Notably, the Community Action and Resilience Plan (CARP) concept was introduced. This was a way in which local authorities could support developments that were part of a regeneration scheme within their area, by identifying measures to increase a region’s flood resilience as a whole.

Urban centres could now be economically protected in certain areas by taking the approach of living with flooding rather than trying to avoid it all together. As long as they had an active CARP in place, important town and city centre economic developments could be allowed.

However, although new flexibility within TAN15 has been largely welcomed, practical issues remain for implementation.

As highlighted within the WHS consultation response, the suggested approach requires Local Planning Authorities (LPAs) to take the lead role in developing CARPs. This would mean LPAs taking on the hugely resource-intensive task of overseeing

  • the development of strategic flood defences
  • climate change adaptation strategies
  • funding sources for these schemes.

Given that most, and perhaps all, LPAs do not have this capacity at present, it risks major delays in important regeneration developments. It is also not clear which flood risk areas will require CARP plans and who will approve them. Last but not least, questions remain over future funding for any proposed defences.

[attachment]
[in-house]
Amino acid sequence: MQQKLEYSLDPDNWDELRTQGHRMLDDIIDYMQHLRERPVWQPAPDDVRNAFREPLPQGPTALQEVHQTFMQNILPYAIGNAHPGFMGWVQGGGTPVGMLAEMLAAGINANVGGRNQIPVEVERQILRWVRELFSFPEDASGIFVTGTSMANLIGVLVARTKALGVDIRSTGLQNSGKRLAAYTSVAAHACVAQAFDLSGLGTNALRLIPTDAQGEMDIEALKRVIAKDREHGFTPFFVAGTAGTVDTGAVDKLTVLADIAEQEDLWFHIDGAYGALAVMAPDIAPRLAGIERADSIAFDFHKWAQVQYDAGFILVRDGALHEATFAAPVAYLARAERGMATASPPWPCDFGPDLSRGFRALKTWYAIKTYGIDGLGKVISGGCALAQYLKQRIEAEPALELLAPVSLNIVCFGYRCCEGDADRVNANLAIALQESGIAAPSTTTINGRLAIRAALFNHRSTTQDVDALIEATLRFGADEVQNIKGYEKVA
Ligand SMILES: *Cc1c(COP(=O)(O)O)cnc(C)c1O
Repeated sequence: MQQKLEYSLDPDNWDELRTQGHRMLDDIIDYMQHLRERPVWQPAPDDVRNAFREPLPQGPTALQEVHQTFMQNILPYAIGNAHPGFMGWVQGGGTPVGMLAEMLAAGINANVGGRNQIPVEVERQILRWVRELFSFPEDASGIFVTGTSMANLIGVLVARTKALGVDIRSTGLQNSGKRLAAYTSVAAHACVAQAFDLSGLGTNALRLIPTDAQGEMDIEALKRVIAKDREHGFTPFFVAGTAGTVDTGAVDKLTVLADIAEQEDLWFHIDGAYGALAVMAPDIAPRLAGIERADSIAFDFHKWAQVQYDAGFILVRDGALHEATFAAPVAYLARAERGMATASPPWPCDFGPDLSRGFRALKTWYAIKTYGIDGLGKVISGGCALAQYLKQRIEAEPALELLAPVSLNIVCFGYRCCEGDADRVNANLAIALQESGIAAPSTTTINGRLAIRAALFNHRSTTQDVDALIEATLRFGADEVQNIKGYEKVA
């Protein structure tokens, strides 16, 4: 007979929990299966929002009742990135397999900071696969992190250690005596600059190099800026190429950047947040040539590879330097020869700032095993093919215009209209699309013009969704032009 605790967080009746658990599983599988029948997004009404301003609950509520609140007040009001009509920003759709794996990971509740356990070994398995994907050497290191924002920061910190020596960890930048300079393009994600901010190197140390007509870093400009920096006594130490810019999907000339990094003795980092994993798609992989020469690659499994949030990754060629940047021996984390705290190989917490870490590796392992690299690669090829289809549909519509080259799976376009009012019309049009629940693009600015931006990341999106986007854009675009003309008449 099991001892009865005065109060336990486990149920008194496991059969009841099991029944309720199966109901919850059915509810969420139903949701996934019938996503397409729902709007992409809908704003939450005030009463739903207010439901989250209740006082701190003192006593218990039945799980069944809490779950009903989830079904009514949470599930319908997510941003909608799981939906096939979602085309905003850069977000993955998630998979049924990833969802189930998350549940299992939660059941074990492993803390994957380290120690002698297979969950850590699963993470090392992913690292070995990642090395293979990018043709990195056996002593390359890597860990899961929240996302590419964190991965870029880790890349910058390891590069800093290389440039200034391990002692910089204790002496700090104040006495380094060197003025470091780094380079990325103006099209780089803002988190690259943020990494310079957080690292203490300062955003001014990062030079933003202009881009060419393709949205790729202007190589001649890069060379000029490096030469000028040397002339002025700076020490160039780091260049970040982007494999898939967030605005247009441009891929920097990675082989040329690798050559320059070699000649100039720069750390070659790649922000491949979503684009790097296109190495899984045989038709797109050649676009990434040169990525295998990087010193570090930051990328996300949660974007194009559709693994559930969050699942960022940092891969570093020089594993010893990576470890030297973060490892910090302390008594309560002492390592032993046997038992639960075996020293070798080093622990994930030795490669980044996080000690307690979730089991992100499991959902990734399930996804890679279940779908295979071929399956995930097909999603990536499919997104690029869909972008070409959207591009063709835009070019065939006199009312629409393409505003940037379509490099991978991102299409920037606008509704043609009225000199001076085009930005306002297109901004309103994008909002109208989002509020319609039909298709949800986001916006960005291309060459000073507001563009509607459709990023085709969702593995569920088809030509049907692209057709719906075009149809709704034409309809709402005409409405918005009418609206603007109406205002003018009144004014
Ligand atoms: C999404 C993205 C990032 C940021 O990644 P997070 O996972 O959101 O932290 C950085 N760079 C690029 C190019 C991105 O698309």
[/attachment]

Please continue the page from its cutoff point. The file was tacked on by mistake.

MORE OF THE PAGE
The road ahead

Following consultation responses, the latest iteration of the updated TAN15 has once again been delayed.

The government had stated categorically that there would be no further extension to the updated TAN15’s implementation, so further delay was a source of some embarrassment. It also drew criticism from opposition parties and environmental activists.

The situation has also led to significant uncertainty in the development sector. The new Flood Map for Planning co-exists with the Development Advice Map, and each shows different flood zones.

This has been a challenging episode for the Welsh government’s environmental policy.

Wider lessons can be drawn from this saga

  • The unfolding of the updated TAN15 highlights the vast array of complexities that have to be faced by governments as they plan for climate change. Wales took a lead and has been among the first to face these challenges head on.
  • It can be difficult to hard-engineer economic activity away from flood risk areas where there are established communities. Instead of complete flood risk area avoidance, it may be beneficial to allow instances of less vulnerable development with appropriate mitigations, whilst diverting developments such as housing elsewhere.
  • Clear communication and careful phasing of policy changes is essential when introducing big changes to established practices.

Despite the hard lessons, Wales may well be on course to have a purposeful new approach that meets the flood risk challenges posed by climate change.

The last word

The Fab Four get the last word this time!

The wild and windy night
That the rain washed away
Has left a pool of tears
Crying for the day.
Why leave me standing here?
Let me know the way.